Just when you think Malaysian public transport can’t get any worse… it does. I woke up to a beautiful day, packed my stuff and headed downstairs to my taxi. It took me through the busy streets of Kuala Lumpur, and I was surprised one last time by how weird the place was. A mix of first world and third world, eastern and western, good stuff and utter, utter shit. Of course, we got stuck in traffic, but I’d left myself over two hours to make the trip, which should be enough, right? After all, I can make it from Gosford to Sydney airport in less than that, and that’s twice as far and Aussie public transport is the drizzling shits.
The airport train was slower than a stoned turtle. I rolled through the outskirts of KL with one eye on the skyline and the other on my watch. It dropped me in the middle of nowhere (and, thankfully, nowhere near fucking Kepong) and I transferred to a run-down bus that was shaking and shuddering like a drug addict with no smack. It sat there, and sat there, and sat there, before finally crawling off towards the el-cheapo budget airport where my plane sat. I made it to the check-in with only minutes to spare, and an hour later I was in the air, flying towards the tiny country of Brunei (or, to give it its full title – Nation of Brunei, the Abode of Peace. Fancy!).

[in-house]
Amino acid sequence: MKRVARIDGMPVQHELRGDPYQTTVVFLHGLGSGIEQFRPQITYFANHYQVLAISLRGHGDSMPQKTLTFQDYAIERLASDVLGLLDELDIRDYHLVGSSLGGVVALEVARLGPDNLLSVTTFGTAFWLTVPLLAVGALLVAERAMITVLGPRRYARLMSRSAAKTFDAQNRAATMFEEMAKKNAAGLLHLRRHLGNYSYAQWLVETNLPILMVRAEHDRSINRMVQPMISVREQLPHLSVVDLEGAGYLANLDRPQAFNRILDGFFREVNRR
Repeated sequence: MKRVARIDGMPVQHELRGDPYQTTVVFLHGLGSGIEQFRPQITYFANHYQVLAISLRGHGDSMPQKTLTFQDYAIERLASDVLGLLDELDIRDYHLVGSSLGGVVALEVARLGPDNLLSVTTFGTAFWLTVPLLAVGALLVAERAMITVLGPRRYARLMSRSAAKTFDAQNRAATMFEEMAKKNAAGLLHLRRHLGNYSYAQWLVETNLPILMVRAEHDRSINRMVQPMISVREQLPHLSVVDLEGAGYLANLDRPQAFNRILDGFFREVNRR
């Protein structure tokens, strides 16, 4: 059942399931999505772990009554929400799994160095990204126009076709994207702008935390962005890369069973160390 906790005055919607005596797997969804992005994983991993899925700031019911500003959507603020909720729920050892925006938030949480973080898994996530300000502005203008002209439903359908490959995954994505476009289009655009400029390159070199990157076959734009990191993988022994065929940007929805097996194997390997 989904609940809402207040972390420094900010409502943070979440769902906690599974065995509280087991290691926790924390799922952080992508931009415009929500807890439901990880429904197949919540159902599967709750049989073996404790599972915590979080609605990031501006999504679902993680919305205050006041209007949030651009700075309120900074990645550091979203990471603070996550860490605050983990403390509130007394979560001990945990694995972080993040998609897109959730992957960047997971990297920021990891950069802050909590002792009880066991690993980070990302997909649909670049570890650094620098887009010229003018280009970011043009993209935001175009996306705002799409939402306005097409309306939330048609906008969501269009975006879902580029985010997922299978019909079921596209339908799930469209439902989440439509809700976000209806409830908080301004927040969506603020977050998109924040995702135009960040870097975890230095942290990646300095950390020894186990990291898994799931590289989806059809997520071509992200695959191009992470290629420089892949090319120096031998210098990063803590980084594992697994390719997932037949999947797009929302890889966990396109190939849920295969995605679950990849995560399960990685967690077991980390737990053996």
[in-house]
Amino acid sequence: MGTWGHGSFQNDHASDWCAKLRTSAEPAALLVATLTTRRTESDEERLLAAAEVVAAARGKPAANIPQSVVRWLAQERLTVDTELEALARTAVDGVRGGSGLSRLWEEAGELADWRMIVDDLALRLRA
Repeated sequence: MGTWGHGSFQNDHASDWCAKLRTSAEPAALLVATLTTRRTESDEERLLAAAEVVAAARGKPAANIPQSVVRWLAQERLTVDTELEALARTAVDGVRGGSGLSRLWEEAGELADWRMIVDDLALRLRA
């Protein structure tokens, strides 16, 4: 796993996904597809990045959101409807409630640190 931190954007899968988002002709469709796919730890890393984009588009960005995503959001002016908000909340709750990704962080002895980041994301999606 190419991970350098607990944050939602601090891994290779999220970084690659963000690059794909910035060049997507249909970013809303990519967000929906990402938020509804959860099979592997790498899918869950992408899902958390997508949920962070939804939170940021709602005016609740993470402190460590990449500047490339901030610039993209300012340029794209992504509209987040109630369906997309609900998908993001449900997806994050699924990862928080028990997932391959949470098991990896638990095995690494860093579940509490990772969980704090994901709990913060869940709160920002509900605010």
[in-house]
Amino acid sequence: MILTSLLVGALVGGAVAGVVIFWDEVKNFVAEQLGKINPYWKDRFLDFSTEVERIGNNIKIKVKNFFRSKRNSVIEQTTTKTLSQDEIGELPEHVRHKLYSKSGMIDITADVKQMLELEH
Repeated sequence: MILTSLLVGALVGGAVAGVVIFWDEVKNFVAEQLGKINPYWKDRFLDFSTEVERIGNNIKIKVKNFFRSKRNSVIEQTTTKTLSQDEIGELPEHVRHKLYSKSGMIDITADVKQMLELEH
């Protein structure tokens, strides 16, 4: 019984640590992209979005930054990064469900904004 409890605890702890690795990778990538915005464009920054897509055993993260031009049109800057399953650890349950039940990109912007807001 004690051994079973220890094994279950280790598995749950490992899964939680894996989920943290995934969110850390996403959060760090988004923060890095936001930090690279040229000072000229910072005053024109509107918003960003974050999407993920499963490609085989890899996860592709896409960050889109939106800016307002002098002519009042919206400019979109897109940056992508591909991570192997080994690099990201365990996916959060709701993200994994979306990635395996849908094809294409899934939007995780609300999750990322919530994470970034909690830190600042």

I really had no idea what to expect with Brunei. I hadn’t even heard of the place until a few months ago, when I’d drunkenly booked a cheap return flight there after an all-day session at the pub. I soon found out it’s a pretty hardcore muslim place, and that alcohol is basically banned, which worried me. I had visions of a locked-down, militant country where I’d be under constant surveillance, and if I so much as farted I’d end up getting beheaded on the 6 o’clock news. I’ve never met another person who’s visited there, and every time I mention my trip there the response is, “Why?”
But just like that time I went out on a date with that chick whose internet dating profile looked suspiciously like Delta Goodrem, and who turned out to look like a fatter, hairier Ron Jeremy, things didn’t end up the way I expected.